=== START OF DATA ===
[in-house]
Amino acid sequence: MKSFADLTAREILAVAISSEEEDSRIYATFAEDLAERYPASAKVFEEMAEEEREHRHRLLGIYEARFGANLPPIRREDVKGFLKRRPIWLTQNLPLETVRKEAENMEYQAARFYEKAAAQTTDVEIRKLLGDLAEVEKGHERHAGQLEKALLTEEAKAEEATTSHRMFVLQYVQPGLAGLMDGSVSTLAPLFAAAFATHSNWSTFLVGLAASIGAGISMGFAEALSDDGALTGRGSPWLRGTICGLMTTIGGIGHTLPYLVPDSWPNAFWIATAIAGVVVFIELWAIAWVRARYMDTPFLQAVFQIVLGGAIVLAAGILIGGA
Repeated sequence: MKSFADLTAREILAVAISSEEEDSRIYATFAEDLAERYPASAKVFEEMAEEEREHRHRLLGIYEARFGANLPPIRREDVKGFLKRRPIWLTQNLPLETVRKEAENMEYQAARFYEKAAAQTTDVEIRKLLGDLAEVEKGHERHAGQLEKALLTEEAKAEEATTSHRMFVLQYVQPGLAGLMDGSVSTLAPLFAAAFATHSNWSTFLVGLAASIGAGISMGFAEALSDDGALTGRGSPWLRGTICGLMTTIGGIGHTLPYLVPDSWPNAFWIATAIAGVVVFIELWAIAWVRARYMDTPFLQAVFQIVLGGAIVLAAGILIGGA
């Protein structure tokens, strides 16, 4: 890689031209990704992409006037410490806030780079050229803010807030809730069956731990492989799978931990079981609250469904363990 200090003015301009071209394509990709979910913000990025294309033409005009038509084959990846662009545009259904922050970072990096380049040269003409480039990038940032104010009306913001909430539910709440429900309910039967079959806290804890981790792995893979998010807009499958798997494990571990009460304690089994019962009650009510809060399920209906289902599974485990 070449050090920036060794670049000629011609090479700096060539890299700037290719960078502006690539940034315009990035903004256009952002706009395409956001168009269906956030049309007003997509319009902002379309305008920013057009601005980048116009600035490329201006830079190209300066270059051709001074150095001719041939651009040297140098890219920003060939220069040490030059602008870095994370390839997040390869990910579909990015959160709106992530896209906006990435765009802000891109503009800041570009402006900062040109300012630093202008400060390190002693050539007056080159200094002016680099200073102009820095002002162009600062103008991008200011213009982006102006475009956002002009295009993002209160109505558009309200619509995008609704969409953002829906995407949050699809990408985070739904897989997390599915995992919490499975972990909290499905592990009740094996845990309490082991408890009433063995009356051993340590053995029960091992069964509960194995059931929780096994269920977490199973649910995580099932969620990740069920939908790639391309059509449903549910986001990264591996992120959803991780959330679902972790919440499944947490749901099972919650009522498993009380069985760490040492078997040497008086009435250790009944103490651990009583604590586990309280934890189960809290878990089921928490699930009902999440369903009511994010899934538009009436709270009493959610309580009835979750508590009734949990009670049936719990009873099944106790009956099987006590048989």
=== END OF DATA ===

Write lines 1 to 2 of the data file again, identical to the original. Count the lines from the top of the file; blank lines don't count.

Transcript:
[in-house]
Amino acid sequence: MKSFADLTAREILAVAISSEEEDSRIYATFAEDLAERYPASAKVFEEMAEEEREHRHRLLGIYEARFGANLPPIRREDVKGFLKRRPIWLTQNLPLETVRKEAENMEYQAARFYEKAAAQTTDVEIRKLLGDLAEVEKGHERHAGQLEKALLTEEAKAEEATTSHRMFVLQYVQPGLAGLMDGSVSTLAPLFAAAFATHSNWSTFLVGLAASIGAGISMGFAEALSDDGALTGRGSPWLRGTICGLMTTIGGIGHTLPYLVPDSWPNAFWIATAIAGVVVFIELWAIAWVRARYMDTPFLQAVFQIVLGGAIVLAAGILIGGA